The Met’s labor crisis is over; the spiritual crisis goes on. There’s a lot to be thankful for in the way contract negotiations unfolded. All through a treacherous summer, rehearsals never stopped. Costumes kept being fitted, lighting adjusted, blocking practiced, and props assembled. Stagehands continued the colossal task of figuring out how to jump between centuries and continents in a matter of hours. As a result of all this coordinated effort, chandeliers will rise and necklines will drop on opening night, just as they do every year. James Levine will conduct the National Anthem, and, as always, a few retired sopranos in the audience will holler through the 3,800-person choir — their annual opportunity to be heard at the Met.
But while the company and its unions have agreed on a complicated package of cuts and perks that satisfies all sides — or, at any rate, dissatisfies them equitably — and although the Met has agreed to outside financial supervision, there are still rumblings in Valhalla. During the acrimonious period that preceded the final agreement, general manager Peter Gelb declared opera all but doomed, and the orchestra accused him of running the company over a cliff. Each side was exaggerating, but each also had a point. Negotiations that were billed as an existential struggle raised, then sidestepped, the long-term questions. Can an opera company indefinitely support thousands of practitioners of arcane crafts? Must a costly large-scale art form inevitably be a luxury product, or can technology help it reach a wider public than ever? Do the new rich even have any interest? More immediately, can the company put on good-enough shows to fill its yawning house?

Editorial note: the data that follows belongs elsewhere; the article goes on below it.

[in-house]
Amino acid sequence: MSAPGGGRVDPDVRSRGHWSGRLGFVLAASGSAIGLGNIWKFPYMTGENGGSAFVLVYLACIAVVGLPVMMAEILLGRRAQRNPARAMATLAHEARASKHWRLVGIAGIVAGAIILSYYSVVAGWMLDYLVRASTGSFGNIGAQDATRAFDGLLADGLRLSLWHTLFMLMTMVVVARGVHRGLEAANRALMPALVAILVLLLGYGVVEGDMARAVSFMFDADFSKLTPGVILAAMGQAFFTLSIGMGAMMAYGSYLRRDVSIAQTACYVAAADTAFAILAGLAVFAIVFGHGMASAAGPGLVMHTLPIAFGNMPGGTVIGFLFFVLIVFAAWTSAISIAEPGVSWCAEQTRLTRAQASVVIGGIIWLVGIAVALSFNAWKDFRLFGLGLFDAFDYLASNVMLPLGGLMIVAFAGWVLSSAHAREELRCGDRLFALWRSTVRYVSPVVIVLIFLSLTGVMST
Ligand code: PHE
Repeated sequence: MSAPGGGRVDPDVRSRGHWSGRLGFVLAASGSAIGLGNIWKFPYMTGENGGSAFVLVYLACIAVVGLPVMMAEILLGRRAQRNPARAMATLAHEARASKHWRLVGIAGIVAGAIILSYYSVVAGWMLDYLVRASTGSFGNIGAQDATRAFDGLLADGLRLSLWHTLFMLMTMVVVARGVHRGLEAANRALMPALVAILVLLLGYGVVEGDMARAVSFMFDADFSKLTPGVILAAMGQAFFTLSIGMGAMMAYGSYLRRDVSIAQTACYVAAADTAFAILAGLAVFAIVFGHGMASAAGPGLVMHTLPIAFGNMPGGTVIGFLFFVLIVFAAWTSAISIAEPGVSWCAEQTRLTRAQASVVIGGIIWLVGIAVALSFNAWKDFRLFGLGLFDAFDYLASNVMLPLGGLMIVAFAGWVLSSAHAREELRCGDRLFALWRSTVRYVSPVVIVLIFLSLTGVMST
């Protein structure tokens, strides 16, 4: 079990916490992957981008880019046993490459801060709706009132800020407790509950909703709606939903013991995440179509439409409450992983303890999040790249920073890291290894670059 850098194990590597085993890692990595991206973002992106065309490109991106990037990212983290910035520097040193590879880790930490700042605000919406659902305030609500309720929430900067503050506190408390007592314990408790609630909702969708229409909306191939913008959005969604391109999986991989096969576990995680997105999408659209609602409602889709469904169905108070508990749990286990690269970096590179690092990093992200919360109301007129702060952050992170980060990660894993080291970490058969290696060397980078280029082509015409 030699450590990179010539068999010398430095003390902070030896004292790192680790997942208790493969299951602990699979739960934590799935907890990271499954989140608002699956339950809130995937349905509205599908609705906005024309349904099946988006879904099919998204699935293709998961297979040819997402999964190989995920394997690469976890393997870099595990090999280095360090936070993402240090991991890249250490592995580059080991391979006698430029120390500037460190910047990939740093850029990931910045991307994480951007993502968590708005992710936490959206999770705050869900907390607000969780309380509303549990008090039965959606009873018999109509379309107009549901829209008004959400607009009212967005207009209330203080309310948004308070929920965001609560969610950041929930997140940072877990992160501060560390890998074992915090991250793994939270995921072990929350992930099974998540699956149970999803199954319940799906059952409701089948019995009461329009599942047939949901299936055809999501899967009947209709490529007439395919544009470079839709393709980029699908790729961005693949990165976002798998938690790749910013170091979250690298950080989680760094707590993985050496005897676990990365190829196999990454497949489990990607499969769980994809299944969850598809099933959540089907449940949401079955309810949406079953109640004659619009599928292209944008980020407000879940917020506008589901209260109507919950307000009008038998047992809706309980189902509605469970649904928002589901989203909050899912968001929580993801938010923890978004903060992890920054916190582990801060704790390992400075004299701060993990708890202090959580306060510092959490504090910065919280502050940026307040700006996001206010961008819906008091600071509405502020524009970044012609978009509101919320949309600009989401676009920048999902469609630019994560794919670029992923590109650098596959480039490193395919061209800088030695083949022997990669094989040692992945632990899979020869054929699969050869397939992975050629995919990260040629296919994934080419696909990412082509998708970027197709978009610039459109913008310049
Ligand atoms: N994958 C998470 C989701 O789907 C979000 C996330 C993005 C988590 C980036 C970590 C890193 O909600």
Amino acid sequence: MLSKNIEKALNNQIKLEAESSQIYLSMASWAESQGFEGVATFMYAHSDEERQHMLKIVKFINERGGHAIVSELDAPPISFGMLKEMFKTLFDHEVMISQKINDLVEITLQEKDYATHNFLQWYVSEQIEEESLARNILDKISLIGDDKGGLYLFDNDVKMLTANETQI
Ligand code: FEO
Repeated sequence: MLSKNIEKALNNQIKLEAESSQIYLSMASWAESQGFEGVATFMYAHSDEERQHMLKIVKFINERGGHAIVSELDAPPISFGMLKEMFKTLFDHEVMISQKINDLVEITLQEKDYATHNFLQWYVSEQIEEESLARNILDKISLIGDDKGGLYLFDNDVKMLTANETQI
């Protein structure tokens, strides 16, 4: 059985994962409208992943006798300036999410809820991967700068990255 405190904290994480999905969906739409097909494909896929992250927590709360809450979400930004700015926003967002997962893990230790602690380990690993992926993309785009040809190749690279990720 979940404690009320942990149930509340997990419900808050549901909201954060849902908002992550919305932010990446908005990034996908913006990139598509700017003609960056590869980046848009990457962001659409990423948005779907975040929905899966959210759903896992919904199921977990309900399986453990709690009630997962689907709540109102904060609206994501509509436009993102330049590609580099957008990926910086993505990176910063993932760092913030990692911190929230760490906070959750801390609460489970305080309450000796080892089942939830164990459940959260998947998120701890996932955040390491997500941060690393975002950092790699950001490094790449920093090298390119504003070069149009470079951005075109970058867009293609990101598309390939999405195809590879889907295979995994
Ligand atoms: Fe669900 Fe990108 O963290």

Neither Gelb nor anyone else can answer these questions with confidence, but now that the Met’s next few seasons are assured, he can get back to making sure that opera matters. He says that it’s in trouble, and he’s not wrong. But there are degrees of trouble. Consider Shostakovich’s 1934 opera Lady Macbeth of Mtsensk, a crackling Soviet-era tragedy about the constrictions of poverty, about lifelong frustration, desperate adultery, sordid murder, and petty power — the stuff of disposable headlines elevated to classic drama by a score of uncommon power. Writing that work proved nearly lethal for its composer. The piece was quashed, and Shostakovich spent the rest of his life with a packed suitcase under his bed, ready for his trip to the gulag. Now, that’s an existential crisis.
The Met’s been cautious about Lady Macbeth, mounting a gloriously gaudy production by Graham Vick in 1994, and reviving it only once, in 2000. Now Gelb is bringing it back, with Eva-Maria Westbroek in the title role. And so, for six nights in November, the Met will relive a time when everyone from tyrants to factory workers understood that opera isn’t just a form of elite entertainment. It can be vital, fragile, and rattling. It can also be dangerous.